If I placed a wandering hand into your stroller to give your child’s head a stroke, wouldn’t you be a bit nervous? If I reached over and grabbed your arm to say hello, wouldn’t you be annoyed? If I insisted on distracting you while you were trying to do an important job requiring vast concentration, wouldn’t you wonder where my manners were? So I will ask it of you: where are your manners?

Yes, we’re talking about a dog here, but that doesn’t exempt you from the rules of basic human courtesy. Maybe the dog would love to be stroked just now. Maybe the dog has had a long day and would love to flop down and have its belly rubbed. Ultimately, though, the dog has a role, whether that’s guiding a blind person, or alerting the handler of an approaching seizure, or assisting a police officer. That role precludes them from being an ordinary dog while they’re out and about. When that harness is on, the dog is not a cute little puppy you run up to—it is another living being, hard at work and deserving of your respect. Even more importantly, the dog is attached to someone who is depending on them, and that person is also deserving of your respect.

To those who pet the service dogs: no excuse is good enough. Please, for the sake of safety and common decency, stop.

I Put My Trust In Strangers (And It’s No Big Deal)

Nearly every time I show a stranger how to use sighted guide, they view my trust in them as admirable and brave. “I mean, I could be anybody! I could walk you off a cliff or something!” Some guides are so nervous that they get distracted by the burden of responsibility; this usually results in decreased awareness. I try to encourage them to relax: a nervous guide is usually a dangerous one—or at least an inconsistent one. Even the best guides, though, seem somewhat uncomfortable with the amount of people I need to trust in day-to-day life. I trust guides not to walk me off cliffs, it’s true, (though using a cane in conjunction with sighted guide helps—not everyone does this), and I trust people to be generally decent. I assume that most people will not deceive, manipulate, or harm me. And you know what? Most of the time I don’t give these assumptions a second thought.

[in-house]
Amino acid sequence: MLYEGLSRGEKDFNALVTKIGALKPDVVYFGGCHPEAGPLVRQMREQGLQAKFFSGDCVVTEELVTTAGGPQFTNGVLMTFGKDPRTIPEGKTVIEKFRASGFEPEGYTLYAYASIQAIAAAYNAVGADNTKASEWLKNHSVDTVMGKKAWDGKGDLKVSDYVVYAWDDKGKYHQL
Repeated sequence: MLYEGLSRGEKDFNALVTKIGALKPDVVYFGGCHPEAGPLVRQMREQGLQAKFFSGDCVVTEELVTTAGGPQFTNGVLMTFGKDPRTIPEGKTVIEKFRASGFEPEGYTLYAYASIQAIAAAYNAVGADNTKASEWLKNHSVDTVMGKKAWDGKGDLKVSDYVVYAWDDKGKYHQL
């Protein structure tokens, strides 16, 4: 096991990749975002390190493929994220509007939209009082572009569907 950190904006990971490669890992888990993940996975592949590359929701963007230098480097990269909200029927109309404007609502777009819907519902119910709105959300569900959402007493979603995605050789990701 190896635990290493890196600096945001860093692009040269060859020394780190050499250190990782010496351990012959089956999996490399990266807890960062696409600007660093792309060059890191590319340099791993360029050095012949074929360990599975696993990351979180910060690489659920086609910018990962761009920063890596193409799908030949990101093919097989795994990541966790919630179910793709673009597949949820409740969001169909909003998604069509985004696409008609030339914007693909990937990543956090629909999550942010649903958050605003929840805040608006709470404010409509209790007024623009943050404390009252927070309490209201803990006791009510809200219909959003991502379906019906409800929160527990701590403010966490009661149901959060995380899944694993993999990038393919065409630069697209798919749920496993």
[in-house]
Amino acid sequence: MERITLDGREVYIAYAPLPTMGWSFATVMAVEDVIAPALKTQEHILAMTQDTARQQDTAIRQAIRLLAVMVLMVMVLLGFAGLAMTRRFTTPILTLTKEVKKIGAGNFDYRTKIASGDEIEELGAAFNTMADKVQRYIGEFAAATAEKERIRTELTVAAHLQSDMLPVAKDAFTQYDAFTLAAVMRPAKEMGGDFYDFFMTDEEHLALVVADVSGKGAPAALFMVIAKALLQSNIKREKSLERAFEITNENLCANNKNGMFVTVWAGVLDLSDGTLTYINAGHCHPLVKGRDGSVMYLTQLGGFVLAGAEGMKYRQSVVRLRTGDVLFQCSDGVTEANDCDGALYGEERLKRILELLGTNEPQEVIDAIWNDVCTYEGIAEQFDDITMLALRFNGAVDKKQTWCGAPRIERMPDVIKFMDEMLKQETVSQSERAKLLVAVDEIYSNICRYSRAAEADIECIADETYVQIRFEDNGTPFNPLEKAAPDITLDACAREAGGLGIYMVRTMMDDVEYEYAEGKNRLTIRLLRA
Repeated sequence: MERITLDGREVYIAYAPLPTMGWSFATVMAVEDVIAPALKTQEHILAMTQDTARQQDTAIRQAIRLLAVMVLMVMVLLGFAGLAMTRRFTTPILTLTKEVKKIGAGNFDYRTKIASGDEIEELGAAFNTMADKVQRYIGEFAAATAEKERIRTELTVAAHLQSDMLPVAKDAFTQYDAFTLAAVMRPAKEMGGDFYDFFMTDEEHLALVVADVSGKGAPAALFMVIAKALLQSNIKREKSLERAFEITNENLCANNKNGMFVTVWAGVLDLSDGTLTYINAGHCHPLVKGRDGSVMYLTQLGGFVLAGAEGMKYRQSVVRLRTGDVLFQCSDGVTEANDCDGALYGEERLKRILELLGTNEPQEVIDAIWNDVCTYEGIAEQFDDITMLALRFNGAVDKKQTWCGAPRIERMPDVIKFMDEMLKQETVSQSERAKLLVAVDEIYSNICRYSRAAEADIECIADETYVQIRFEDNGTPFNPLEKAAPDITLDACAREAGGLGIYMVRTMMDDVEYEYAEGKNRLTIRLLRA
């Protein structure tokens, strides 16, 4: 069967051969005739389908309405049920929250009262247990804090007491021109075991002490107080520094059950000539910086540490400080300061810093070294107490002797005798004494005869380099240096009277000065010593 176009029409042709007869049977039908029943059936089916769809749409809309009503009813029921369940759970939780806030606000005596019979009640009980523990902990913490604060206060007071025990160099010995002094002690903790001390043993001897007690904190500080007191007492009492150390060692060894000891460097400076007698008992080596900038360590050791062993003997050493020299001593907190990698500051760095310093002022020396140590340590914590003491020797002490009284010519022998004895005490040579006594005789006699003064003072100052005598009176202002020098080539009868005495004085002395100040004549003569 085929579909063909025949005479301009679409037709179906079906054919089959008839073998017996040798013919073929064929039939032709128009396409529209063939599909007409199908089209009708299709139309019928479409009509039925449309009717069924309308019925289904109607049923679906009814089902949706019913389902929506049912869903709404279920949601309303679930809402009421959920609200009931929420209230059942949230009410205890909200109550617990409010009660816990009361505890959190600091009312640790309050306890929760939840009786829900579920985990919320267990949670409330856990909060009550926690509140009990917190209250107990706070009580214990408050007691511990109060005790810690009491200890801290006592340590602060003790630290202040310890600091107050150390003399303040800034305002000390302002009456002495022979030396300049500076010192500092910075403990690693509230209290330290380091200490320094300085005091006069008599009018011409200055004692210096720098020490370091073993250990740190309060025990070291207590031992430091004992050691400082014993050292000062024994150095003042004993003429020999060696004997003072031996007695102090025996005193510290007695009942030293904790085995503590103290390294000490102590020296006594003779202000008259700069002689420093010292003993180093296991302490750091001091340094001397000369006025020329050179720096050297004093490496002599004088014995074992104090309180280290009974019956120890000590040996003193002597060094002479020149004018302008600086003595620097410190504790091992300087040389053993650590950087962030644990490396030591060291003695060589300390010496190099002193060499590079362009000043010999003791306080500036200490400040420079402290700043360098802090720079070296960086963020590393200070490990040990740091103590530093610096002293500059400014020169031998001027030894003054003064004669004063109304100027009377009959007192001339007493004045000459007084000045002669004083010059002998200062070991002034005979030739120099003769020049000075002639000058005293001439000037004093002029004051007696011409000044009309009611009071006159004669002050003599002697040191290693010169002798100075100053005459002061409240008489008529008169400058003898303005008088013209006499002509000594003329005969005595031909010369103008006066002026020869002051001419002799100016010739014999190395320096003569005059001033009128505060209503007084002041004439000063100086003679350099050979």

All this trust bothers sighted people, though. Perhaps it’s because they are acutely aware of how much they rely on sight to keep themselves safe, so the idea of going without terrifies them. Perhaps it’s because they recognize their own fallibility, and they imagine my inherent vulnerability must far exceed theirs. The most likely explanation is that people worry about me, and want me to be okay. I’ve encountered peers who expressed horror and anxiety when I told them about all the times I’ve nearly been run down by drivers who didn’t feel like obeying general crosswalk etiquette. Fear is becoming a staple of most Western cultures, and that fear multiplies when disabled or otherwise vulnerable populations (like children, for example) are involved. We can’t let kids play out of their parents’ sight, and God forbid we allow them to climb a tree or walk to school on their own. This general anxiety invariably extends itself to shroud any and all disabled people, to the point where the able-bodied are far more afraid for our lives than most of us could ever be. Most of these risks are genuine, and the resultant anxiety has its roots in sensible instinct. I don’t intend to trivialize the very real dangers vulnerable demographics contend with. I don’t blame you for feeling a little overprotective of your children or disabled friends. It’s perfectly natural.

Everyone has to trust sometime, of course. Any time you get into a taxi or board a plane, you’re entrusting your very life to a stranger, whom you hope is well-trained and trustworthy. If you can’t operate a plane, you trust a pilot. If you can’t navigate a brand new area with complete confidence without sight, you trust a sighted guide. It’s that simple.